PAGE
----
How to Make Sure Your Startup Survives 2023

Fundraising markets may get worse before they get better

There’s a lot of uncertainty in the market right now.

Investors are feeling it too and writing fewer checks at lower valuations. Signs point to this potentially being the “new normal” for a while.

AI is exploding, but basically everything else has slowed down. At the same time, there’s a lot of startups that raised in 2021 - 2022 who will be in need of additional capital in the next year.

The hard truth: a lot of startups will die, or be acquired for lower valuations than they last raised at.

Here’s how to make sure that doesn’t happen to you (and no, it isn’t to just start mentioning GPT-3 in your deck) 👇

Read time: 5 minutes

🧠 On My Mind

I started my career as an engineer, but being non-technical shouldn’t stop you from being a founder. Unfortunately, hiring full-time engineers can take a long time and is super expensive.

That’s where Lemon.io comes in. They’re a curated marketplace of highly vetted software engineers that:

  • Only accept the top 1% of engineers who apply, all with 3+ years of experience

  • Can match you with engineers (or entire teams) in their network in under 48 hours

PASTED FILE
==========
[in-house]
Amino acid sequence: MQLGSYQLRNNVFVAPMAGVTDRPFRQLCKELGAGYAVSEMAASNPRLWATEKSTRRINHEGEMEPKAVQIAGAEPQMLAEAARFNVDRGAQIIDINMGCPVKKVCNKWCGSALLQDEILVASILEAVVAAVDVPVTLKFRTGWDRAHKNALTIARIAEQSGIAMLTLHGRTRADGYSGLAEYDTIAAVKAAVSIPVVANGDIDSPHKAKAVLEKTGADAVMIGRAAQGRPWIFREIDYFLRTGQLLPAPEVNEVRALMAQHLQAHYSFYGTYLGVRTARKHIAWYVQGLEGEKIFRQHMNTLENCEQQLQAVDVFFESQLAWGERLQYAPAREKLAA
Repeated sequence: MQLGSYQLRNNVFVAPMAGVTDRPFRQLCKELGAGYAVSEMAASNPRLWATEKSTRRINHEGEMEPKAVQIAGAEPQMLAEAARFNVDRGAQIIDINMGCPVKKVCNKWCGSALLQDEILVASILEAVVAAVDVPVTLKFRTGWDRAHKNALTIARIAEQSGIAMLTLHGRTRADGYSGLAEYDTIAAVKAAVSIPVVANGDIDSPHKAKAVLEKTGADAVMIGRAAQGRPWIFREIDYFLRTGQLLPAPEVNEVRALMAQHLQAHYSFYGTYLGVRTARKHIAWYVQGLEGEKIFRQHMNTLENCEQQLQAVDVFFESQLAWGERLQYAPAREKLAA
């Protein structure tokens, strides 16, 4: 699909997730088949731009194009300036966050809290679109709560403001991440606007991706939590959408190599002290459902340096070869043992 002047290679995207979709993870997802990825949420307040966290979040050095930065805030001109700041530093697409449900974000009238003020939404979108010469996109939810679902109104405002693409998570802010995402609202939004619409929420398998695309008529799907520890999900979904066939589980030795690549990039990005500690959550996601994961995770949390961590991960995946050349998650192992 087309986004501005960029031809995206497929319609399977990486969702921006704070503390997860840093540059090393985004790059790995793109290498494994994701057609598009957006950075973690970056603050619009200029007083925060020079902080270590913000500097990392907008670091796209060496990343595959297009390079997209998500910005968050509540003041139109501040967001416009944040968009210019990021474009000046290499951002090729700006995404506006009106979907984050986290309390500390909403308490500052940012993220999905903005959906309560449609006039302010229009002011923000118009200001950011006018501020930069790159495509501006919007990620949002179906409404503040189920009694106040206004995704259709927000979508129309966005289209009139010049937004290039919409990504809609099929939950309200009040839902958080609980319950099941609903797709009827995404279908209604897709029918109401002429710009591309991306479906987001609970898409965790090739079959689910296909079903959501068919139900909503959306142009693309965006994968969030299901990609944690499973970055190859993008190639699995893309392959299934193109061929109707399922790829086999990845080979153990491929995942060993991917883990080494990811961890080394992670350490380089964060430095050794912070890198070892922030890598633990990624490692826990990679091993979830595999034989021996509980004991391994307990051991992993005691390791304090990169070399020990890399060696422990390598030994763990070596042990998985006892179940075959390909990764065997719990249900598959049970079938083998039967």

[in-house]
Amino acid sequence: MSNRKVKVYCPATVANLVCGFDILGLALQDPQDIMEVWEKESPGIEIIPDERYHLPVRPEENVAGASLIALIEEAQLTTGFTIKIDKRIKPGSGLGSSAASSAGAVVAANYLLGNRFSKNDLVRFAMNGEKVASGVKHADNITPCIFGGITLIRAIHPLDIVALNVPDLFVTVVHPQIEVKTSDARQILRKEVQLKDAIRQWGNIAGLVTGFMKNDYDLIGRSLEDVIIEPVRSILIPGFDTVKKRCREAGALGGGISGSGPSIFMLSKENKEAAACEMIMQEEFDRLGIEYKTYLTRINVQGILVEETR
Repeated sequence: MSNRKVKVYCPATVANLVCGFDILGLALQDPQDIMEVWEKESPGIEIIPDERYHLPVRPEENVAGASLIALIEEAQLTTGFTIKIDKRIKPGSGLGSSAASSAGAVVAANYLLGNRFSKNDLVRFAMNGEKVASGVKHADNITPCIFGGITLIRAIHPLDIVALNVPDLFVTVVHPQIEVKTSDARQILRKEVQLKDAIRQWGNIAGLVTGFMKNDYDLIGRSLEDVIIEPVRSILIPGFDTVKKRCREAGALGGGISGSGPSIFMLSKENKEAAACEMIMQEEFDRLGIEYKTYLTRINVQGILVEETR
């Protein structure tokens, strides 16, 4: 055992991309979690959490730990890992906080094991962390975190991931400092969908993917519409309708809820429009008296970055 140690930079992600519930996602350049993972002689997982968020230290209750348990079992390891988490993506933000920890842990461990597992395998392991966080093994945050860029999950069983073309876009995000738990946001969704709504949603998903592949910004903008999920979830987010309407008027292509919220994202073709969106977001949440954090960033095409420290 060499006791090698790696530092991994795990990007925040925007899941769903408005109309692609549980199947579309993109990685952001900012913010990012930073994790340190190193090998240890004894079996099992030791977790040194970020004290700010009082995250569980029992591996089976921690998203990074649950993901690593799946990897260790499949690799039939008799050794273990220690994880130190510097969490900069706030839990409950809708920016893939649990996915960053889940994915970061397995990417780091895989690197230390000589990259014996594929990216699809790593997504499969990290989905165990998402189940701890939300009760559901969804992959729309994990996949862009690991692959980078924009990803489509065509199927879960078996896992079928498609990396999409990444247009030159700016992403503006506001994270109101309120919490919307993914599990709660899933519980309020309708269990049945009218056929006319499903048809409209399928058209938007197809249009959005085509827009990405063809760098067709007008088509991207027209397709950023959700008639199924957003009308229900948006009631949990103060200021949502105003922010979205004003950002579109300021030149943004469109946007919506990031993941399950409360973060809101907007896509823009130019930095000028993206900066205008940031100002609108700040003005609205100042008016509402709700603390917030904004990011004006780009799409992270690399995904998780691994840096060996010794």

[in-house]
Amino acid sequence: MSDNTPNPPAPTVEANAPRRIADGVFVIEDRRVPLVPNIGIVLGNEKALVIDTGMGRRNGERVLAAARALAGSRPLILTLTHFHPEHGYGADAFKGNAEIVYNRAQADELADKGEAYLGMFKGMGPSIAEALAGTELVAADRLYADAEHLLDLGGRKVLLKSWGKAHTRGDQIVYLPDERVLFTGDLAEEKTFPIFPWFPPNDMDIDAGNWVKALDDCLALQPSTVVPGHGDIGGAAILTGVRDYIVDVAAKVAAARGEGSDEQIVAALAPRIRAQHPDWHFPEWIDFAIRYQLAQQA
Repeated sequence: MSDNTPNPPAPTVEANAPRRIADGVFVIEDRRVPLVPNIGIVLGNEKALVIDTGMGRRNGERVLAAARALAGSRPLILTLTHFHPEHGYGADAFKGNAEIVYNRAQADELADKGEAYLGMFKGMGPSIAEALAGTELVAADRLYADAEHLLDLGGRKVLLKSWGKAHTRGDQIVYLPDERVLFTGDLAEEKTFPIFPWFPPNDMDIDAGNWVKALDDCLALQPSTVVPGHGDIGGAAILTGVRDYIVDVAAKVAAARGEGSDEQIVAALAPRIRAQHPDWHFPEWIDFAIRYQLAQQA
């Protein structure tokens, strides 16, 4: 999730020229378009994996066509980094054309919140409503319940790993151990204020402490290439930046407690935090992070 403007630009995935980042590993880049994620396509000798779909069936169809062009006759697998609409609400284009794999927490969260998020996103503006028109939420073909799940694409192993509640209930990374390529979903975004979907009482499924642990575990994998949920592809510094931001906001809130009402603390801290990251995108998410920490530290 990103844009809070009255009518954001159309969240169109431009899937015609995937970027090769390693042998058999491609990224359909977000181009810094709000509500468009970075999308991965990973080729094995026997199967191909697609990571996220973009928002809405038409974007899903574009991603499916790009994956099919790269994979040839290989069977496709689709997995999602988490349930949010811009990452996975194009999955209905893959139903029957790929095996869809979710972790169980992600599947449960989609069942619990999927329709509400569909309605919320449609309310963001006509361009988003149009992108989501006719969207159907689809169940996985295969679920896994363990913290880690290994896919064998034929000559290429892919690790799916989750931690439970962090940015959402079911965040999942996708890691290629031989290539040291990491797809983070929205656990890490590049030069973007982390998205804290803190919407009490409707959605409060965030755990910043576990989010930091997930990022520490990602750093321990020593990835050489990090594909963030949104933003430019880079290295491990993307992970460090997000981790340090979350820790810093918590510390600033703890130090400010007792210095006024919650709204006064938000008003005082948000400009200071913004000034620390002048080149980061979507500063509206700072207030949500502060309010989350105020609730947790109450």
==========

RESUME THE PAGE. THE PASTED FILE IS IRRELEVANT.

• Have great support in case anything goes wrong — they’ll offer you a new engineer at no additional cost

I’ve recommended them to a few founders and have now teamed up with them to offer a 15% discount to Houck’s Newsletter readers.

If you’re looking to build fast, check Lemon.io out and get matched with a quality engineer or team in 48 hours.

⚡️️ 9 Ways to Keep Your Startup Alive

Know Your Existing Investors

If you’ve raised capital already then figure out what will make your existing investors excited to put more in.

Don’t know the answer to this question? Ask them what they want to see from your startup.

During a downturn, investors bias more towards supporting existing portfolio companies. Part of this is the sunk cost fallacy, but it’s also true that doubling down on existing bets can be less risky for them because they have access to more datapoints about how the startup executes.

The same is true from the founder’s perspective — it’s often easier to secure additional capital from existing relationships than trying to form new ones.

Regardless, they’re going to have a lot of portfolio companies asking them for follow on capital later this year, and limited capital to use for following on.

Make sure you’re a bet they feel good about making again.

Subscribe to Houck's Newsletter Premium to read the rest.

Become a paying subscriber of Houck's Newsletter Premium to get access to this post and other subscriber-only content.

Already a paying subscriber? Sign In

A subscription gets you:
Full database of 70+ deep dives
Access to Houck's private founder community
Monthly digital workshops & IRL meetups
1:1 office hours with Houck